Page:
The Dangers of Vaping: Real or Hot Air?

Story and Photo By: Brandon Clark | Contributor |

Vaping: Separating Fact from Fiction was held in the University of South Alabama’s College of Medicine on Nov. 4 and presented by Melody Petty, M.D, and Natalie R. Gassman, Ph.D. 

Melody Petty, M.D, is an Assistant Professor of Pediatrics at South Alabama and was recognized by the American Academy of Pediatrics as the E-cigarette Champion. The role of E-Cigarette Champion, according to USA Health, is to advocate against the usage of e-cigarettes, as well as helping addiction support among the youth. Natalie R. Gassman, Ph.D., is an associate professor of pharmacology and toxicology at the University of Alabama at Birmingham and made her appearance via Zoom.

Through an informative slideshow, Petty and Gassman discussed the alarming trend of e-cigarettes, drawing upon recent studies that show the spike in usage with the release of Juuls in 2015, and research that showed through 2017 and 2018, e-cigarette usage jumped 78% among adolescents. Petty and Gassman, also explained that e-cigarettes have evolved over time with first, second, third and fourth generations. Gassman went into further detail about the differences between each generation, the main difference being “different reservoirs and modifications”.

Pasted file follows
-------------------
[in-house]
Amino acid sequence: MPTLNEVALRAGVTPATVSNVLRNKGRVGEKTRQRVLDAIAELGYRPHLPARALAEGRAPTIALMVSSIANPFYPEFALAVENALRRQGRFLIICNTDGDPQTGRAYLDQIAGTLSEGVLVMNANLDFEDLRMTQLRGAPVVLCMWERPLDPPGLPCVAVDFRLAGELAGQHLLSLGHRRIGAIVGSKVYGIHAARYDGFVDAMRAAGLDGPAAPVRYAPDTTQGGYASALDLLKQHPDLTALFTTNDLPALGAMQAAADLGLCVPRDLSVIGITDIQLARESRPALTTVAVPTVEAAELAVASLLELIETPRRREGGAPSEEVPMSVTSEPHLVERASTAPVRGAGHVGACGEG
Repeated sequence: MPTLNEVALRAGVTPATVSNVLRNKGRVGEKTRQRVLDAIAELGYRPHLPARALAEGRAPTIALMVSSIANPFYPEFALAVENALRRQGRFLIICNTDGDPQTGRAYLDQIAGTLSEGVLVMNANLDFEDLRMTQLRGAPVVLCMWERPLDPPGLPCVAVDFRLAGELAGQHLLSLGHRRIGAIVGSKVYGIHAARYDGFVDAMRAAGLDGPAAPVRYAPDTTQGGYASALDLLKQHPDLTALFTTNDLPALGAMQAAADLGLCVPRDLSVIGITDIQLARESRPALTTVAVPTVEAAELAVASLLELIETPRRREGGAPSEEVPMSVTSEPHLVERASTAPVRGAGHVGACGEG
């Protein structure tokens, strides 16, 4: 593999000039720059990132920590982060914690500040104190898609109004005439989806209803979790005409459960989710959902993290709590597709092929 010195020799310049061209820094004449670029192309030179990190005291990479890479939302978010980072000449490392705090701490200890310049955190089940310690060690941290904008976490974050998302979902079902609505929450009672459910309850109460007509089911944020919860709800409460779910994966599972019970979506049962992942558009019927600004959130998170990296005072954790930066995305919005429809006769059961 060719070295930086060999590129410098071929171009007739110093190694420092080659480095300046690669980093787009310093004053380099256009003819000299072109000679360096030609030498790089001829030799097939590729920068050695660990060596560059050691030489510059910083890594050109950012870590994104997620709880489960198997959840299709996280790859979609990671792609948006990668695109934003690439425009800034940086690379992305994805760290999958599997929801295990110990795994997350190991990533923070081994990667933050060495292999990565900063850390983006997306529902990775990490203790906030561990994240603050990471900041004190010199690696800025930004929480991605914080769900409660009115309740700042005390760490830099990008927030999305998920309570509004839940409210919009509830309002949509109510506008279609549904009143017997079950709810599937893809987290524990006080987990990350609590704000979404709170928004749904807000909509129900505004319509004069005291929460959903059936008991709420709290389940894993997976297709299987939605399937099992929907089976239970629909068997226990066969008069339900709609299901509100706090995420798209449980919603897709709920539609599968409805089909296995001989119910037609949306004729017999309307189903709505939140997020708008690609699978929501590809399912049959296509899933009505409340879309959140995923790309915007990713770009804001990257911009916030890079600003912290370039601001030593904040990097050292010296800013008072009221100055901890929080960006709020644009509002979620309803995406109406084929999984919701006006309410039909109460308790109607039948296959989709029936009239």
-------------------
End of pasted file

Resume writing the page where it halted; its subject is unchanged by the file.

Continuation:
Advancements in e-cigarette technology do not make them safer to use. Respiratory irritation, and E-cigarette or Vaping Associated Lung Injury (EVALI) are very harmful and can even be fatal. This is due to the fact that whenever you inhale, you invite carcinogens (cancer-causing chemicals), heavy metals, caffeine and lipids (incomplete processed vegetable oils) into your system. You also have the potential to inhale dihydroxyacetone, a chemical often found in tanning lotion, as well as other chemicals that health officials and other researchers haven’t identified yet.

When asked about what she hopes for the future of research with vaping and what she hopes the FDA will do about it, Petty said, “It’s a fairly new product, and so there are just so many things we don’t know about it yet, but we have a lot of studies that are coming back showing that this is harmful and that these companies are targeting our youth and our young adults.” As for the FDA, Petty said, “I would just want them to start really regulating these things…and making it harder for access to youth and anyone to get e-cigarette products.”

The presentation was a part of Tobacco Cessation Awareness with the purpose of highlighting the danger and health repercussions of smoking and vaping. The University of South Alabama is in the process of establishing a Tobacco Cessation Clinic for USA Health.